We have learned not to dash around ticking off sights in an ‘if it’s Wednesday it must be Rome’ way, getting to know a small area; the beautiful, medieval villages, the vineyards and the orchards-currently clouded with pink blossom. Small [even if a modicum bigger] really is better.

A Long Tale of Long Tails

                Despite the blazing sun, white sandy beach, extensive, tropical gardens, azure sea, herds of cushioned sunbeds and unlimited mango shakes, after two days of lolling around reading ‘The Count of Monte Cristo’ [which I can highly recommend when travelling to foreign climes] I was itching for some activity.

                ‘This hotel is too posh for us’ was Husband’s pronouncement-a judgement I considered perhaps appropriate for him, but did not necessarily relate to myself.

                The fact was, the hotel-or rather the ‘resort’ as it liked to be known was certainly ‘posh’, in that it boasted two infinity pools, a spa, three restaurants, numerous bars [including one of those incorporated into a swimming pool], a fitness centre, beach barbecues, those low platforms with cushions for lounging around, coy, individual nooks furnished with pairs of sun loungers and a range of accommodation including private suites with personal pools etc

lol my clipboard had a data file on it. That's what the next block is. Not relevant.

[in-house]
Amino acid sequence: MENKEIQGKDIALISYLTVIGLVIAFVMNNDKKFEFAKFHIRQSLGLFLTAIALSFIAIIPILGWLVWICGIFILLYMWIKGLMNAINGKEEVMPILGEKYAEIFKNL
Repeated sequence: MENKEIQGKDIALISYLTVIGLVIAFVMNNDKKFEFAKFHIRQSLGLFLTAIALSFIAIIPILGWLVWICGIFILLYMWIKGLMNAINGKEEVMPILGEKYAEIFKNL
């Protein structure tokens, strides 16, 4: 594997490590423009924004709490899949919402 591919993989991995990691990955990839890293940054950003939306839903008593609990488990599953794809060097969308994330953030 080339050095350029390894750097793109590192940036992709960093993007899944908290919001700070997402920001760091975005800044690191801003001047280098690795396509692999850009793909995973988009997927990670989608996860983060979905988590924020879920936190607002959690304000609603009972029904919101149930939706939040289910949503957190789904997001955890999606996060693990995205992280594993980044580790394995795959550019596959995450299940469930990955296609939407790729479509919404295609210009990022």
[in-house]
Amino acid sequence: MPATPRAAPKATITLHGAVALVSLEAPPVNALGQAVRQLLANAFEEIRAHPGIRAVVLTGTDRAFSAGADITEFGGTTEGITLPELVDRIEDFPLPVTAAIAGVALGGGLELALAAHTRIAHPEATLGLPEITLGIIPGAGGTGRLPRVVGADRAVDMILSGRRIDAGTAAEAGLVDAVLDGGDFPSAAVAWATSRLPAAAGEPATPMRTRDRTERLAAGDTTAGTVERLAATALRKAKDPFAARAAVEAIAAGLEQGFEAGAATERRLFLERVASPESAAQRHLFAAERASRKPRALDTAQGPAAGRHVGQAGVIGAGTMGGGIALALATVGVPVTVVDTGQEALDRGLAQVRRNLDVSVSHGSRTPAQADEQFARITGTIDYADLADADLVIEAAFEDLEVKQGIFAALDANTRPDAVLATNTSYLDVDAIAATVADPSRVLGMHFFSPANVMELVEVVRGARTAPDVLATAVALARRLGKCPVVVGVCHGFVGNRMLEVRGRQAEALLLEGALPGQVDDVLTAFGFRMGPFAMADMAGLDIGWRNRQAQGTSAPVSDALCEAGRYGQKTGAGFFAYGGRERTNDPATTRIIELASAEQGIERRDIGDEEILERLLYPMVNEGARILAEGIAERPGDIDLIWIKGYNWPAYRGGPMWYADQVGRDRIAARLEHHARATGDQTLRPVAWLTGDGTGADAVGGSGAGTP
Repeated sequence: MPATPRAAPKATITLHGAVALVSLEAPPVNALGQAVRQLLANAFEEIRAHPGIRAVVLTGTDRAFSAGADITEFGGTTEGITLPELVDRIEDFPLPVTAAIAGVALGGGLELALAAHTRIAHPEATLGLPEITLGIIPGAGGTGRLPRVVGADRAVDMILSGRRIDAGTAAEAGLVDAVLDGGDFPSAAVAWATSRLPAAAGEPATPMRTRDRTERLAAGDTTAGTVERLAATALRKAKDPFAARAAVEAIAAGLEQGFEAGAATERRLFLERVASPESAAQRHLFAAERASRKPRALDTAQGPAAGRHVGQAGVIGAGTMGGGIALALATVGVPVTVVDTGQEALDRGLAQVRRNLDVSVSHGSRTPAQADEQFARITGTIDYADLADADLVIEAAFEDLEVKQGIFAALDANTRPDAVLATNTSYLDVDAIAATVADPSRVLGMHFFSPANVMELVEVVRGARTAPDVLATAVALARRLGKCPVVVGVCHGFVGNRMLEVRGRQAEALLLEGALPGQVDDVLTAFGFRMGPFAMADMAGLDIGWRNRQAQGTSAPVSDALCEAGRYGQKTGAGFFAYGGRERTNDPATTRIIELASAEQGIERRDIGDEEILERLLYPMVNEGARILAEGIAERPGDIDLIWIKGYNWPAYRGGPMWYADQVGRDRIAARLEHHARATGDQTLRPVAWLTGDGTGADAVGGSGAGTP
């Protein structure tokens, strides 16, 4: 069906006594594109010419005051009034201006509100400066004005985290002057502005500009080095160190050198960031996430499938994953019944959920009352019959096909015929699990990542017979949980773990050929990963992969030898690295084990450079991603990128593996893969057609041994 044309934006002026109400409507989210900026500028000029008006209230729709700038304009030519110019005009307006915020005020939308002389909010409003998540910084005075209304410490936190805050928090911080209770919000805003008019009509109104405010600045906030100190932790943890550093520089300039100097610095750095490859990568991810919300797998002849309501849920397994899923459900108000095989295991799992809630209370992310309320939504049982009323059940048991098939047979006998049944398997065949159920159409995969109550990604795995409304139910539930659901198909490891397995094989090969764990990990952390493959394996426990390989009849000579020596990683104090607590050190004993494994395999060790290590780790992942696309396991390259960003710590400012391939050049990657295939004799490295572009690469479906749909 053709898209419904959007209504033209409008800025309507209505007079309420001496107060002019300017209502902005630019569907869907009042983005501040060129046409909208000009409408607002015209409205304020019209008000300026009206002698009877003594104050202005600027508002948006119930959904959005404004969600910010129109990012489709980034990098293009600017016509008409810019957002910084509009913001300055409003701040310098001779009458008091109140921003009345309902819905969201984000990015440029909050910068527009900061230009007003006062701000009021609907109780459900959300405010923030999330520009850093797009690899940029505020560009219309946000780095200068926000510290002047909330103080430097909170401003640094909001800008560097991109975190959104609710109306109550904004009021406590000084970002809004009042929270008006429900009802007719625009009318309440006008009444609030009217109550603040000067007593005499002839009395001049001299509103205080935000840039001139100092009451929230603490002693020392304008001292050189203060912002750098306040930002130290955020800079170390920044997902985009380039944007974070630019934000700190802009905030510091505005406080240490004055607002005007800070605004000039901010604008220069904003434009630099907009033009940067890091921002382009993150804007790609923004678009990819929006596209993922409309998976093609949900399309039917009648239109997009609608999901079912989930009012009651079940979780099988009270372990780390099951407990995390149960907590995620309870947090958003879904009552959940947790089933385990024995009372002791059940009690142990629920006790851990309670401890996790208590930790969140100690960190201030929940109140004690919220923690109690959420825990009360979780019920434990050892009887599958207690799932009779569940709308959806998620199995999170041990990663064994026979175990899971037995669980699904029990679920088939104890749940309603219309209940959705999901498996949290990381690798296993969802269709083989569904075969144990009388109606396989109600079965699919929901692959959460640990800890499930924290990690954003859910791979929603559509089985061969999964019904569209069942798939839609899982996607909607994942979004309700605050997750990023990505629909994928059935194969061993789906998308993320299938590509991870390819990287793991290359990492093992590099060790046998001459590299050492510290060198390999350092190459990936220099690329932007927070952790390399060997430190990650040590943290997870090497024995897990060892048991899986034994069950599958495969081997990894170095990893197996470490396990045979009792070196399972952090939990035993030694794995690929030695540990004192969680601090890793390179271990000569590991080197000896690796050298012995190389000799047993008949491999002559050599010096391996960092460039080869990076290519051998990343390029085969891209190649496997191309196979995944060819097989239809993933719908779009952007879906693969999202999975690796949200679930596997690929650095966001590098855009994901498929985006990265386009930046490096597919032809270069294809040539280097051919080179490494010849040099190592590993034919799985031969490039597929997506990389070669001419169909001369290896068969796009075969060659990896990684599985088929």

That it was plush and luxurious could not be ignored. Neither could the problem that it was a taxi or a long tail boat ride away from anywhere we wanted to visit or activity we’d like to undertake.

                We set off for the nearest town, Ao Nang- a busy seaside resort awash with tourists; not unlike Torquay in high season, but with hot weather. Along the shore throngs of long tail boats bobbed gently in the waves, waiting to take eager tourists to a variety of destinations. We bought our tickets from the booth at the end of the promenade and were amongst the waiting passengers swept down on to the beach and into the sea to heave ourselves up a crude ladder [a dousing is unavoidable] and into the boat.